By Eileen Reynolds

“The Klezmatics are the Jewish equivalent of arena rock,” ethnomusicologist Bob Cohen deadpans early in Erik Greenberg Anjou’s documentary “The Klezmatics: On Holy Ground.” “They’re not heavy metal; they’re heavy Yiddish.”

Courtesy GAT

It’s a bit of tongue-in-cheek analysis calculated to make us chuckle (picture these mild-mannered, middle-aged folks head-banging in eyeliner and platform heels!) — and yet there’s truth in Cohen’s quip. The Klezmatics are, in a certain sense, a big-time group, having achieved a level of name recognition that’s rare in world music circles, and — it would seem to go without saying — rarer still for contemporary groups who sing in Yiddish. From an ethnomusicologist’s perspective, they’re interesting because they don’t just mimic old recordings: Here is something that at least approximates a living tradition — new tunes are composed, old tunes combined with jazz and gospel elements, Yiddish lyrics written about workers’ rights and gay pride. The group has been together for 20 years, released nine albums, collaborated with Itzhak Perlman and Nora Guthrie, and won a Grammy Award. And now, another milestone: The Klezmatics are famous enough that someone thought to make a documentary about them.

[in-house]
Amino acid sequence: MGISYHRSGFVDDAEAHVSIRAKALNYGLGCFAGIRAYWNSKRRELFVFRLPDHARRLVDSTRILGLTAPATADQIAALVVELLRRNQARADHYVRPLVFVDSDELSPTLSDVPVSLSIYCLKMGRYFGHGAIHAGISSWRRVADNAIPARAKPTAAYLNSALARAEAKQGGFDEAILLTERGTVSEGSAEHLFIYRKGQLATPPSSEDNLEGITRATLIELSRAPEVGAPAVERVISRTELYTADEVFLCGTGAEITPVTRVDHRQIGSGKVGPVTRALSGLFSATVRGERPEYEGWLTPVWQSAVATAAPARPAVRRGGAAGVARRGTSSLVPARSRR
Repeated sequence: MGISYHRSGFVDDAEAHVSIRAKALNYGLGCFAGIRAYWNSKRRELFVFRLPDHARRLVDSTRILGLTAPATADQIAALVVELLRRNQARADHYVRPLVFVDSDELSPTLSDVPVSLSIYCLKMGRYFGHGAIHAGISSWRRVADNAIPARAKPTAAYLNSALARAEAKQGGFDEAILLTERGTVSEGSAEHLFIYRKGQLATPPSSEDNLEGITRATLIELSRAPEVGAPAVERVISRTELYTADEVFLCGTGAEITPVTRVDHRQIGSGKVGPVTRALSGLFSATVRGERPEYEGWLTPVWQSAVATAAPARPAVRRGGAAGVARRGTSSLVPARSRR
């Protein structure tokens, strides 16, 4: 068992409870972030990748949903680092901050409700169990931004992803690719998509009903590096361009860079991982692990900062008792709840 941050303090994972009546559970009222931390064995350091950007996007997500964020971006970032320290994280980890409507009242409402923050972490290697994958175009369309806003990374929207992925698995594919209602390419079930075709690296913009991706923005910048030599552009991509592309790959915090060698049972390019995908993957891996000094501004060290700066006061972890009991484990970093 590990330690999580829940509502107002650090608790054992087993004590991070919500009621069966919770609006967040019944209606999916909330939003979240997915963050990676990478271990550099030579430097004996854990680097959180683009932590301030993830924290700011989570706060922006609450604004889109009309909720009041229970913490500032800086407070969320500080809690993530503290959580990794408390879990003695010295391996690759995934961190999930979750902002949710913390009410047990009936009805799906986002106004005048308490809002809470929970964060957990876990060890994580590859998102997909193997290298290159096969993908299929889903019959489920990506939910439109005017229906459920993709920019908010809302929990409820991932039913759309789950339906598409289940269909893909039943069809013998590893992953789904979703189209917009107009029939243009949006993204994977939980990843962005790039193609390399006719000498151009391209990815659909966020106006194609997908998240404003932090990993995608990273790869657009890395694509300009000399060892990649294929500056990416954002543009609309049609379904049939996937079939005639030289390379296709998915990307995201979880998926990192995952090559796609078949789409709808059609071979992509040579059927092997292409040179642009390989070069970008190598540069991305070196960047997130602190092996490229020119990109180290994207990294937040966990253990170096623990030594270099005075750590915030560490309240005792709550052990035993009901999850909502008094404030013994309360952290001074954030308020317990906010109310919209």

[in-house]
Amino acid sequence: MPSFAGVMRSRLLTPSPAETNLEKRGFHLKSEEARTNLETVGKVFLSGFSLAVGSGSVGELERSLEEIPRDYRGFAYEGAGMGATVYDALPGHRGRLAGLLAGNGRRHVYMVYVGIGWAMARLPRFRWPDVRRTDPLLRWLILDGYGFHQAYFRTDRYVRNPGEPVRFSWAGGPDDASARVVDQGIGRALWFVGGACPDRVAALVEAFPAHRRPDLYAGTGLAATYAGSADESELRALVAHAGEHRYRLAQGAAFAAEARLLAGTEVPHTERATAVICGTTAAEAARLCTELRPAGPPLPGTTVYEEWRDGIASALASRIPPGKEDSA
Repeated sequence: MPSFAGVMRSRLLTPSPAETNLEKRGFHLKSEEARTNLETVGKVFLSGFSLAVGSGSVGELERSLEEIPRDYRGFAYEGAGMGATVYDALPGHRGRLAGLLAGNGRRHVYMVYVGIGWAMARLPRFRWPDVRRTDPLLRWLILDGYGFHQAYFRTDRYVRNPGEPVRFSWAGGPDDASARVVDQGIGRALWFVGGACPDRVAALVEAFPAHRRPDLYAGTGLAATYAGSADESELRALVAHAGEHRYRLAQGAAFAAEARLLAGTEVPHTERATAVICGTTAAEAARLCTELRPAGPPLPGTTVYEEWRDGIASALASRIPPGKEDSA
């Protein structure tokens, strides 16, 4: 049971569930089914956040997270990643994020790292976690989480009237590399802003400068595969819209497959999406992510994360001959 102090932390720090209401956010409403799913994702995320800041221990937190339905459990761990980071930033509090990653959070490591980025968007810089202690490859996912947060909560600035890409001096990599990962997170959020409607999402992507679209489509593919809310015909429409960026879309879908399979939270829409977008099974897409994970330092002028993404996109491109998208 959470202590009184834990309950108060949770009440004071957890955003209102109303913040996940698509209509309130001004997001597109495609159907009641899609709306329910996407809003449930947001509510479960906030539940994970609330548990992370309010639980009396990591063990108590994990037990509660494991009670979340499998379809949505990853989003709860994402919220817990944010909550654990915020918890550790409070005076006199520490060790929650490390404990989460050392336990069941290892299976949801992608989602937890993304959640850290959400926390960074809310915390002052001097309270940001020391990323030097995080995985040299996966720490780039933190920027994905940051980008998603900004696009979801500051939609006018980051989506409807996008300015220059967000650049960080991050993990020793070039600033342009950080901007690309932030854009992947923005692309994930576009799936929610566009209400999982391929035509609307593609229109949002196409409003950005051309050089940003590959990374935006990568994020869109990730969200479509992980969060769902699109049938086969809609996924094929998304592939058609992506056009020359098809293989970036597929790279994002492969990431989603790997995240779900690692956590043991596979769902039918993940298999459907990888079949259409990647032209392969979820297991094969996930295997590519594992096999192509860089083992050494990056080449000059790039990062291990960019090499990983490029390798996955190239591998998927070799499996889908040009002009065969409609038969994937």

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Permalink | | Share | Email | Print | Filed under: Woody Guthrie, Wonder Wheel, Tine Kindermann, The Klezmatics, Pesach Fiszman, Paul Morrissett, On Holy Ground, Nora Guthrie, Music Documentaries, Music, Maine Jewish Film Festival, Lorin Sklamberg, Klezmer, Lisa Gutkin, Itzhak Perlman, Frank London, Film, Erik Greenberg Anjou, Eileen Reynolds, David Licht, Detroit Jewish Music Festival, Bob Cohen, Yiddish

How Lewis Black Almost Became a Rabbi

By Curt Schleier

Clay McBride

Lewis Black is a bundle of apoplectic fury on stage. His fingers shake and his voice is raised in rage as he throws thunderbolts of indignation at the audience.

Consider his concert at Carnegie Hall a few years ago. It was recorded for posterity (not to mention profit) and ultimately earned him his first Grammy Award. In it, he recalled his first Yom Kippur services. Words cannot describe his reaction as a five-year-old to hearing the rabbi discuss the prospect of being placed in the Book of Life.

Or the Book of Death.

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Permalink | | Share | Email | Print | Filed under: Stark Raving Black, Sarah Silverman, Rainn Wilson, Peep World, Michael C. Hall, Lewis Black, Grand Ole Opry, Grammy Awards, Film, Curt Schleier, Comedy, Balfour Brickner

France's Jewish Triple Threat

By Omer Laor

Crossposted from Haaretz